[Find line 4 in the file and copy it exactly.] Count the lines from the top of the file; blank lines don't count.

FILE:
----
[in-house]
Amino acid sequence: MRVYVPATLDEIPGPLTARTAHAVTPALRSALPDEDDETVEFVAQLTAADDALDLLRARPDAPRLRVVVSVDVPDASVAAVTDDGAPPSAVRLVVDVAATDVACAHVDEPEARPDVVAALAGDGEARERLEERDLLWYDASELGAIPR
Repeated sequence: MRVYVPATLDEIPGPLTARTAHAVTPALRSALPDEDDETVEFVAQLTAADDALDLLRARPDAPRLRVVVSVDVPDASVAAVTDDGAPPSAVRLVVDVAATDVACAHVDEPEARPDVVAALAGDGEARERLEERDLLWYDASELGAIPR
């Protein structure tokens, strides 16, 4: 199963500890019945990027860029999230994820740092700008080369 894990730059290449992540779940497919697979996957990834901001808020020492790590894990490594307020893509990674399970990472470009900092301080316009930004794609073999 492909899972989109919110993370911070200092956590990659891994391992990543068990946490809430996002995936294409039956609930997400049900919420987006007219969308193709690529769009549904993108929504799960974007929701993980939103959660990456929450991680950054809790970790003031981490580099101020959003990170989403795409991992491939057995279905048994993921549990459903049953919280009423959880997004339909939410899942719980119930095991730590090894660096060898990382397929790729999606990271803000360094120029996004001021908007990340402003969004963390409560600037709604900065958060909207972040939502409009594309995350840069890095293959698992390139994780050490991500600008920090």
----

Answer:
């Protein structure tokens, strides 16, 4: 199963500890019945990027860029999230994820740092700008080369 894990730059290449992540779940497919697979996957990834901001808020020492790590894990490594307020893509990674399970990472470009900092301080316009930004794609073999 492909899972989109919110993370911070200092956590990659891994391992990543068990946490809430996002995936294409039956609930997400049900919420987006007219969308193709690529769009549904993108929504799960974007929701993980939103959660990456929450991680950054809790970790003031981490580099101020959003990170989403795409991992491939057995279905048994993921549990459903049953919280009423959880997004339909939410899942719980119930095991730590090894660096060898990382397929790729999606990271803000360094120029996004001021908007990340402003969004963390409560600037709604900065958060909207972040939502409009594309995350840069890095293959698992390139994780050490991500600008920090």